So Dutot says:§ “Since there has been a regular commerce among men, those who have need of money have made bills, or promises to pay money. The first use of credit, therefore, is to represent money by paper. The usage is very old; the first want gave rise to it. It multiplies specie considerably; it supplies it where it is wanting, and which would never be sufficient without the credit; because there is not sufficient gold and silver to circulate all the products of nature and art. So there is in commerce a much larger amount in bills than there is in specie in the possession of the merchants. A well-managed credit amounts to tenfold the funds of a merchant, and he gains as much by his credit as if he had ten times as much money. This maxim is generally received among all merchants. Credit is, therefore, the greatest wealth to everyone who carries on commerce.”
So Smith says:* “Trade can be extended as stock increases, and the credit of a frugal and thriving man increases much faster than his stock. His trade is extended in proportion to the amount of both [i. e., his stock and his credit], and the sum or amount of his profits is in proportion to the extent of his trade, and his annual accumulation in proportion to his profits.” So Junius says: “Private credit is wealth”; and Franklin says: “Credit is money.” Smith expressly includes “natural and acquired abilities” under the term fixed capital. Now, mercantile character or personal credit evidently comes under the designation of “natural and acquired abilities.” Hence personal credit is included by Smith under the term capital.
No person has more explicitly declared that personal credit is wealth than Mill. He says, in the preliminary remarks: “Everything, therefore, forms a part of wealth which has a power of purchasing.” He then says:† “For credit, though it is not productive power, is purchasing power.”
“The credit, which we are now called upon to consider as a distinct purchasing power.” He also says:‡ “The amount of purchasing power which a person can exercise is composed of all the money in his possession, or due to him (i. e., the bank notes, bills, and credits he has), and of all his credit. Credit, in short, has exactly the same purchasing power with money.” And many other passages to the same effect. Now, if Mill lays down as the fundamental definition of wealth, “Everything that is purchasing power is wealth,” and if he says, “Credit is purchasing power,” then the necessary inference is that credit is wealth. That is a syllogism in which Mill is safely padlocked, and from which there is no escape.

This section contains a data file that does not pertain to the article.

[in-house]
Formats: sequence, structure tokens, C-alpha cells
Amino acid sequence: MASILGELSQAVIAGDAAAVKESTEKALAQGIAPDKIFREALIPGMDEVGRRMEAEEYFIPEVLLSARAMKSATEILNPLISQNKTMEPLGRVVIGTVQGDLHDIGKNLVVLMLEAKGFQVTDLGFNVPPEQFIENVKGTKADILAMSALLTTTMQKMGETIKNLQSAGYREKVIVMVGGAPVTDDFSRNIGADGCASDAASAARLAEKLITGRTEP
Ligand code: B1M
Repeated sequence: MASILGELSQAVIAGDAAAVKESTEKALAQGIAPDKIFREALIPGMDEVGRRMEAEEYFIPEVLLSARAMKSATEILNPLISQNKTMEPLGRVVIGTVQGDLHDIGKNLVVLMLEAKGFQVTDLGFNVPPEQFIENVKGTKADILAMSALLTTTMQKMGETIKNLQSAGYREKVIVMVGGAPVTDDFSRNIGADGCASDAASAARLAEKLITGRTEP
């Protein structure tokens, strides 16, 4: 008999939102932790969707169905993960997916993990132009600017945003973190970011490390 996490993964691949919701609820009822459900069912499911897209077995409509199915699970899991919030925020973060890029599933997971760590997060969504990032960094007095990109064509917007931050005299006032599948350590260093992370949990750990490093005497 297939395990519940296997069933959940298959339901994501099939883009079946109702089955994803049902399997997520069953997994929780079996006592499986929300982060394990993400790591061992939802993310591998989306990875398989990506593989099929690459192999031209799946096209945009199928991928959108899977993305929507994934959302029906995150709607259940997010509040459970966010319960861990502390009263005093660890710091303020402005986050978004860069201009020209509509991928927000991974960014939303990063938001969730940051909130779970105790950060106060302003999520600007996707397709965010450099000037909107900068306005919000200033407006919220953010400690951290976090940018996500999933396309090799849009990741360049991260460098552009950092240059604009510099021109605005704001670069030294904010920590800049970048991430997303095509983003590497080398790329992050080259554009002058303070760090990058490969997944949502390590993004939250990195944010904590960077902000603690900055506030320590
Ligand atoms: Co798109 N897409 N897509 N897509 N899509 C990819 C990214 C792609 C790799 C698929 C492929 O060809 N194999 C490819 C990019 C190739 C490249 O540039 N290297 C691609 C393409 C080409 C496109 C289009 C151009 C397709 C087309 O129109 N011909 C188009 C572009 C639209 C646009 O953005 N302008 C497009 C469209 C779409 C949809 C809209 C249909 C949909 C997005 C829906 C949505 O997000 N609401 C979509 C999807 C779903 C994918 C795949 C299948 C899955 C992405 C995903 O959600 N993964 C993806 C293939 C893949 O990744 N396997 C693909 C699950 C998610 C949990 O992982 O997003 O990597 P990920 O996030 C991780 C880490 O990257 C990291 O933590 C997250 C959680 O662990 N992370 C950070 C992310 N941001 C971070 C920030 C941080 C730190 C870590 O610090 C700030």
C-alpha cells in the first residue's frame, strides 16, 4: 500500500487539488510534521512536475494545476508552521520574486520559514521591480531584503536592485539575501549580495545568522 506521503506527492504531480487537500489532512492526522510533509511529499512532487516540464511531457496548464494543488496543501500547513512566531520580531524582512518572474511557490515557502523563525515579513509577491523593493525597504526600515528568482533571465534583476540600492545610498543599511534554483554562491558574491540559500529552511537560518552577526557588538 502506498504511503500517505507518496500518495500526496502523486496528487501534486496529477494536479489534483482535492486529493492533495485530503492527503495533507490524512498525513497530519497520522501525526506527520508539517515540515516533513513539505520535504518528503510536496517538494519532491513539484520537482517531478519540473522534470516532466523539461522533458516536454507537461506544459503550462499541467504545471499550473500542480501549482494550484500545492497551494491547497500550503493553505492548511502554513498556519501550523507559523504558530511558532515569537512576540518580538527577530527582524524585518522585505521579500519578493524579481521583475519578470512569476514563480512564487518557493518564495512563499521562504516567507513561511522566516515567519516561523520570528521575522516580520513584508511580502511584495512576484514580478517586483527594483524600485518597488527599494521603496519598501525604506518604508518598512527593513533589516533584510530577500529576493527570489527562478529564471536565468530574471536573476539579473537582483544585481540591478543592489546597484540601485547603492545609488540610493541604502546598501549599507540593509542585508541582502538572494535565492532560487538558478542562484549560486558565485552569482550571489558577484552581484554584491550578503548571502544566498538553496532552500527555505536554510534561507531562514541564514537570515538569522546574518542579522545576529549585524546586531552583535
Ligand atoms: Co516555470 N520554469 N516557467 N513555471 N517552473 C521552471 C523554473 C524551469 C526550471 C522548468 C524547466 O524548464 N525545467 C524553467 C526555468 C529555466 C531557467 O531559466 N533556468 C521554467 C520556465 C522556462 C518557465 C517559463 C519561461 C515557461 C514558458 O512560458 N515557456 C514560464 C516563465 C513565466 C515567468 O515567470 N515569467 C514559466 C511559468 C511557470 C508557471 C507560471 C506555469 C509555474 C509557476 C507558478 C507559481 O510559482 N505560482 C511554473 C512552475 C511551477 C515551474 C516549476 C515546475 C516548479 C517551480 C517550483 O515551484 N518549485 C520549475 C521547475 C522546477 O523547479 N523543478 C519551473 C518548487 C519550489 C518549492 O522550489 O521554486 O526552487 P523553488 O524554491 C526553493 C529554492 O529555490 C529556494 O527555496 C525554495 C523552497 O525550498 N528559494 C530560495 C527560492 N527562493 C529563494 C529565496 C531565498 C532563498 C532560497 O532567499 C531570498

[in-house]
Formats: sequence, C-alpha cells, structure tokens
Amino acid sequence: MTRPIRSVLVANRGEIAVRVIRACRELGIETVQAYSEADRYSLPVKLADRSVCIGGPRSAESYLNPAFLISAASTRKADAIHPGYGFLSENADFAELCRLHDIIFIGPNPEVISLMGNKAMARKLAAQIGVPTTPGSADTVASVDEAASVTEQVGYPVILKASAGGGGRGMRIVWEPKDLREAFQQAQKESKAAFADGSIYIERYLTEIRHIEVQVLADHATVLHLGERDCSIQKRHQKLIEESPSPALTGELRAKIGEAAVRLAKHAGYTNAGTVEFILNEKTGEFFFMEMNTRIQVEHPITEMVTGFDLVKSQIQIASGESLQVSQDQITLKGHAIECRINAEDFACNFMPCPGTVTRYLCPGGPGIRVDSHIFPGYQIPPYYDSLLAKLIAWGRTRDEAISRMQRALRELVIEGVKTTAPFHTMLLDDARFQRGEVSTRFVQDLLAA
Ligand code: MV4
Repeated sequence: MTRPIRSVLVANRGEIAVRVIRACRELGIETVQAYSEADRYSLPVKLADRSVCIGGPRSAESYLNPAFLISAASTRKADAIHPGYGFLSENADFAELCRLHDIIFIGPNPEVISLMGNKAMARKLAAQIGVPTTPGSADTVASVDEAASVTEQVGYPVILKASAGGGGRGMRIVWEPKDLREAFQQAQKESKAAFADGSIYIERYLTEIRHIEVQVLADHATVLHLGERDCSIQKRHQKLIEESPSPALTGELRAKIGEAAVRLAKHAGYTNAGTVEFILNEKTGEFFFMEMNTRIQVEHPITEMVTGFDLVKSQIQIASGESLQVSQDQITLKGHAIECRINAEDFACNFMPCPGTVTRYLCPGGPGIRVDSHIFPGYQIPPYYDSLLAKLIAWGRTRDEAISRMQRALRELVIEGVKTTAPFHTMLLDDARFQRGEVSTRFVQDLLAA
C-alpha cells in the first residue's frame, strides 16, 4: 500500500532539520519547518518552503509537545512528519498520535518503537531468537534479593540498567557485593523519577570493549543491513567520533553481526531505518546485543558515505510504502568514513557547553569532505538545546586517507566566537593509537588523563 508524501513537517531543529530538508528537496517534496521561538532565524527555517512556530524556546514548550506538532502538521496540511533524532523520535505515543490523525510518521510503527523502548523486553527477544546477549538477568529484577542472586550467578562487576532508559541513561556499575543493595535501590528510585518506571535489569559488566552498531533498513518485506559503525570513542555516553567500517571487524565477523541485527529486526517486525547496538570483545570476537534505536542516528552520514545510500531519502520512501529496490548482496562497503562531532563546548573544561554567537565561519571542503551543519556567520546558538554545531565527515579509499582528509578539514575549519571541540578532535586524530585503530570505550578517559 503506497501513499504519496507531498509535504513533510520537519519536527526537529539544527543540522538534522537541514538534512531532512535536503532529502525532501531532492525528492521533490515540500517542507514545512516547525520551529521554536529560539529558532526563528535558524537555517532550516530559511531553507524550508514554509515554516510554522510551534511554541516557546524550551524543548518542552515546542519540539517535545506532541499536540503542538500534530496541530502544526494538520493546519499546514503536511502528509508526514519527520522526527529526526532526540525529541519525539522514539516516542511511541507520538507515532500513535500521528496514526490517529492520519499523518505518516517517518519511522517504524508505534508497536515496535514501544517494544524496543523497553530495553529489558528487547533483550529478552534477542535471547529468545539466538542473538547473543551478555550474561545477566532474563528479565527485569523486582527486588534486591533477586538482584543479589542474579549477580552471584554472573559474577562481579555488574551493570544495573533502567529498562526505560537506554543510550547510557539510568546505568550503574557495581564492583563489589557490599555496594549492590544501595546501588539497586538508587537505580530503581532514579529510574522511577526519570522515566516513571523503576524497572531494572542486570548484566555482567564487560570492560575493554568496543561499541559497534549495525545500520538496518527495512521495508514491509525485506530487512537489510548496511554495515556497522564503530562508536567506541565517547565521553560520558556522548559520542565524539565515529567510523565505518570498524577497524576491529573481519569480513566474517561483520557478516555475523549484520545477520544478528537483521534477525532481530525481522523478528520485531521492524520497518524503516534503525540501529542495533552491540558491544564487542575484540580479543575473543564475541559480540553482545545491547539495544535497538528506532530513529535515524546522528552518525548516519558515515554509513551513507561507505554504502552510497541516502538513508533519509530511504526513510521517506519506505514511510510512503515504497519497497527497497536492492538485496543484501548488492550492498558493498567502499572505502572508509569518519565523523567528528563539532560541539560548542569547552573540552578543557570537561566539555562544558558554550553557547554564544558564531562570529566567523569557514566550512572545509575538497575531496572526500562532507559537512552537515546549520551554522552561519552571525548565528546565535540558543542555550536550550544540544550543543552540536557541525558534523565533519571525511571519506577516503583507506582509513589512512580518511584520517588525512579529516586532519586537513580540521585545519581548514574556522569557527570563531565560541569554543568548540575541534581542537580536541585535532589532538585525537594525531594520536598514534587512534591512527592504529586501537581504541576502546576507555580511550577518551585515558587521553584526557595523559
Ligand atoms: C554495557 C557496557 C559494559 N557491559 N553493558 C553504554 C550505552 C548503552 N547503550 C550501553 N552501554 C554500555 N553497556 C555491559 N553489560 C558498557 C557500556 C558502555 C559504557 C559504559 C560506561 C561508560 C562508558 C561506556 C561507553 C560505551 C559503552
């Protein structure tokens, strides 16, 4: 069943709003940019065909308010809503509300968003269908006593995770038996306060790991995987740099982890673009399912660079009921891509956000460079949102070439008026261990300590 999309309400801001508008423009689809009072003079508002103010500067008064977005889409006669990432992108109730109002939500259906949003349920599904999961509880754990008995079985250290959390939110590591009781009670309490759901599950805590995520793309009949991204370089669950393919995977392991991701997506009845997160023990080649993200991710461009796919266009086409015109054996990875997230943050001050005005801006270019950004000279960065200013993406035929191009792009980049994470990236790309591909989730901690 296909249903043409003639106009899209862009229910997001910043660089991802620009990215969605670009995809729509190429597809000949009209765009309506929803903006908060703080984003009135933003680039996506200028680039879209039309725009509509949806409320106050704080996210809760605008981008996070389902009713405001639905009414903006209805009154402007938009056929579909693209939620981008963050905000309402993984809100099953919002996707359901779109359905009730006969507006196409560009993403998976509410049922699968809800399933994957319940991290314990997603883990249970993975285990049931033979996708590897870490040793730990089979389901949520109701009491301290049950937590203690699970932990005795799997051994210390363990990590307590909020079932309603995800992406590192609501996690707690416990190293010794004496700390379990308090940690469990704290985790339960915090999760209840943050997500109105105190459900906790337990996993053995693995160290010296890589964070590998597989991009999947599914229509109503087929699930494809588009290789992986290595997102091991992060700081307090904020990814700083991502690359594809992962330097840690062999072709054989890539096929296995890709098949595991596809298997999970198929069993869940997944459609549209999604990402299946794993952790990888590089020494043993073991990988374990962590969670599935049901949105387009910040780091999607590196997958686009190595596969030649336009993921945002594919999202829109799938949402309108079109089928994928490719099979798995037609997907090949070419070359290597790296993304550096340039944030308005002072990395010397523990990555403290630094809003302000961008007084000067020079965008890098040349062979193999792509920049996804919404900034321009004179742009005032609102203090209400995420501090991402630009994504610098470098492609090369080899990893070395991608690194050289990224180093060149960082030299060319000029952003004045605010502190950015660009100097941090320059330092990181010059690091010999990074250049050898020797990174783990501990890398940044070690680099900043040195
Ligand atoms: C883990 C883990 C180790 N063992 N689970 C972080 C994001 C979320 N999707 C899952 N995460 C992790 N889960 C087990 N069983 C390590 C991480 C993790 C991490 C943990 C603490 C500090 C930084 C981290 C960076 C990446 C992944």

ON ABSTRACT RIGHTS AS WEALTH.
But there is yet another or a third order of quantities which can neither be seen nor handled, but which can be bought and sold, or exchanged, and whose value can be measured in money; and these are abstract rights of various sorts—rights and rights of action. Suppose that a person pays in a sum of money to his account at his banker’s, what becomes of that money? It becomes the absolute property of the banker. The customer cedes the absolute property in the money to the banker, but he does not make him a present of it. He gets something in exchange for it—and what is that something? In exchange for the money the banker gives his customer a credit in his books, which is a right of action to demand back an equivalent sum of money whenever he pleases. But it is not a title to any specific sum of money in the banker’s possession. It is a mere abstract right of action against the person of the banker to demand a sum of money from him. The transaction is a sale or an exchange; the banker buys the money from his customer by issuing to him in exchange for it a right of action; and the customer buys this right of action with gold. Furthermore, the banker agrees that his customer may transfer this right of action to anyone else he pleases, by means of a bank note or cheque. So this right of action may pass through any number of hands, and effect any number of exchanges, exactly like an equal amount of money, until the holder demands payment of it, and it is extinguished. When the holder of the cheque demands payment of it from the banker, the banker buys up the right of action against himself with gold; and the holder of the cheque sells his right of action for gold. The transaction is therefore a sale or an exchange, and an act of commerce. Hence the whole series of these transactions are sales or exchanges. When the customer pays in money to his account it is an exchange; when he pays away his cheque in commerce it is an exchange; every time the cheque is transferred it is an exchange; and, finally, when payment is demanded from the banker it is an exchange. All these transactions are acts of commerce.